Gardow Drill – Reduce Turnovers and Make More Shots

By Joe Haefner

Gardow Drill – Reduce Turnovers and Make More Shots

This combo drill is for experienced players to learn how…

7 Youth Drill Progressions For Footwork and Passing

By Joe Haefner

7 Youth Drill Progressions For Footwork and Passing

This is one of my favorite drills to teach youth players…

6 Footwork Progressions For Elite Defenders

By Joe Haefner

6 Footwork Progressions For Elite Defenders

As we all know, the ability to play defense is what often separates…

Teaching Footwork to Beginners – The Pivot Foot Drill

By Joe Haefner

Teaching Footwork to Beginners – The Pivot Foot Drill

As a Basketball Coach, I have encountered a couple of basketball leagues that teach differently and have different rules. One particular drill that fascinated me and…

Sold Out Boston And Chicago “Attack and Counter” Basketball Skills Camps Are Huge Successes

By Joe Haefner

The first two “Attack and Counter” Basketball Clinics of the season were huge successes.

In the suburban city of Winchester, Mass., Don Kelbick welcomed players who traveled as much as 10 hours to learn footwork and skills. Players came from as far away as Winnipeg, Canada. In all, 6 states and 3 countries were represented in the sold out, 3 day clinic. Many thanks to Bob Bigelow, Ido Singer and Matt Azzaro for their help in making the camp a success.

Outside Chicago, the Libertyville Sports Complex hosted the clinic for the second straight year. The effectiveness of the instruction was demonstrated by the fact that the clinic sold out in just 4 days. Over 60 players received unique individual instruction offered by Don Kelbick. Players hailed from Indiana, Ohio, Wisconsin, Illinois, Iowa, Michigan and Toronto, among others. Thanks to Will Broner and Tonya Krause for their help.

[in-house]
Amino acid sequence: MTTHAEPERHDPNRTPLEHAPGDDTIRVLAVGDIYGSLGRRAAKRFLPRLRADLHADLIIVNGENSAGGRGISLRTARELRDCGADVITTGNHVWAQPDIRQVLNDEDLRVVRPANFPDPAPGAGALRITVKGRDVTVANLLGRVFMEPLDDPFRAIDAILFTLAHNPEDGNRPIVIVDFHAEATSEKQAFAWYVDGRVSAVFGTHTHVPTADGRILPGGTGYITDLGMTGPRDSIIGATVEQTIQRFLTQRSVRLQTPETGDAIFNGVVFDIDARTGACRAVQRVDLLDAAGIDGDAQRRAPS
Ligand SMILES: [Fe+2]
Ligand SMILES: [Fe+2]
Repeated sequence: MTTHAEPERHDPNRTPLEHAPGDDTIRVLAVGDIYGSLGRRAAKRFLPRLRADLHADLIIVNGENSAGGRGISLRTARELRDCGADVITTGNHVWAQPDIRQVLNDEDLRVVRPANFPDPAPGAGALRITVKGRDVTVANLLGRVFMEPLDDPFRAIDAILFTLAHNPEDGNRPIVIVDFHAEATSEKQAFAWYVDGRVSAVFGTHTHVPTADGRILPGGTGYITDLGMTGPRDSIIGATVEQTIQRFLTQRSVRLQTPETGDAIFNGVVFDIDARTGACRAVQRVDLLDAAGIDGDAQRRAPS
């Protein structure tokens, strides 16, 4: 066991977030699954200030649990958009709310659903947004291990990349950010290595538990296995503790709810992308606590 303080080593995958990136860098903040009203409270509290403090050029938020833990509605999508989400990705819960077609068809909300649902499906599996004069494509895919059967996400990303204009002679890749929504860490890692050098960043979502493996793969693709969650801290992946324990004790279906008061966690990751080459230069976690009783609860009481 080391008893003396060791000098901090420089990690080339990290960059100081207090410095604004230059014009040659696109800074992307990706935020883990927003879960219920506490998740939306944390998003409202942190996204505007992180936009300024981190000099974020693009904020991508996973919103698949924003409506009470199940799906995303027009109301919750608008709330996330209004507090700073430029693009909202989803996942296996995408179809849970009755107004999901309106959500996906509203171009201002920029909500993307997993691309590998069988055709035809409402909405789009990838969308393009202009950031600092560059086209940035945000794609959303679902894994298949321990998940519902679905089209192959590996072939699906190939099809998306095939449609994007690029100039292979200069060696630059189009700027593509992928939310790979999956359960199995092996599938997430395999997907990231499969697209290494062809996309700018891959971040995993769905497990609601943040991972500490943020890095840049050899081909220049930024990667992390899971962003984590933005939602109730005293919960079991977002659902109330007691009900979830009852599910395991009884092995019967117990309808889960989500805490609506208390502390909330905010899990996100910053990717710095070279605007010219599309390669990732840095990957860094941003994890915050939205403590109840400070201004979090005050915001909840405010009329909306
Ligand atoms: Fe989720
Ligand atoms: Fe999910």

For more information on the Breakthrough Basketball Camps, visit http://www.breakthroughbasketball.com/camps/

Ndamukong Suh, Footwork, & Youth Athletic Development

By Joe Haefner

If you have followed college football this season, you have probably heard the name Ndamukong Suh. He was a consensus First-team All-American and earned consensus First-team All-Big 12 honors and was the Associated Press National Player of the Year, Big-12 Defensive Player of the Year, the Defensive Lineman of the Year, and a Heisman Trophy finalist.

According to “experts”, what separates Suh from other players isn’t necessarily his strength, even though he is quite strong, it’s his superior footwork. As we know, footwork is probably one of the most important, yet undertaught skills in basketball.

A recent article on ESPN states “He (Suh) really credits his soccer background for his uncanny footwork.” Suh played soccer at a young age all the way through his 8th grade year.

If arguably the best d-lineman in the country, played multiple sports as a child and credits that for his superior athleticism, don’t you think that it would be a good idea for other youth athletes as well?

If you’ve read any of our past articles about athletic development, you’ll know that we preach for youth athletes to play multiple sports and avoid specialization at least before age 15. Some say 18.

Soccer, flag (or touch) football, & tag are a few great games you can play to improve footwork & athleticism.

Dribble tag and the jump stop drill are a few great ways to incorporate a basketball while working on footwork.

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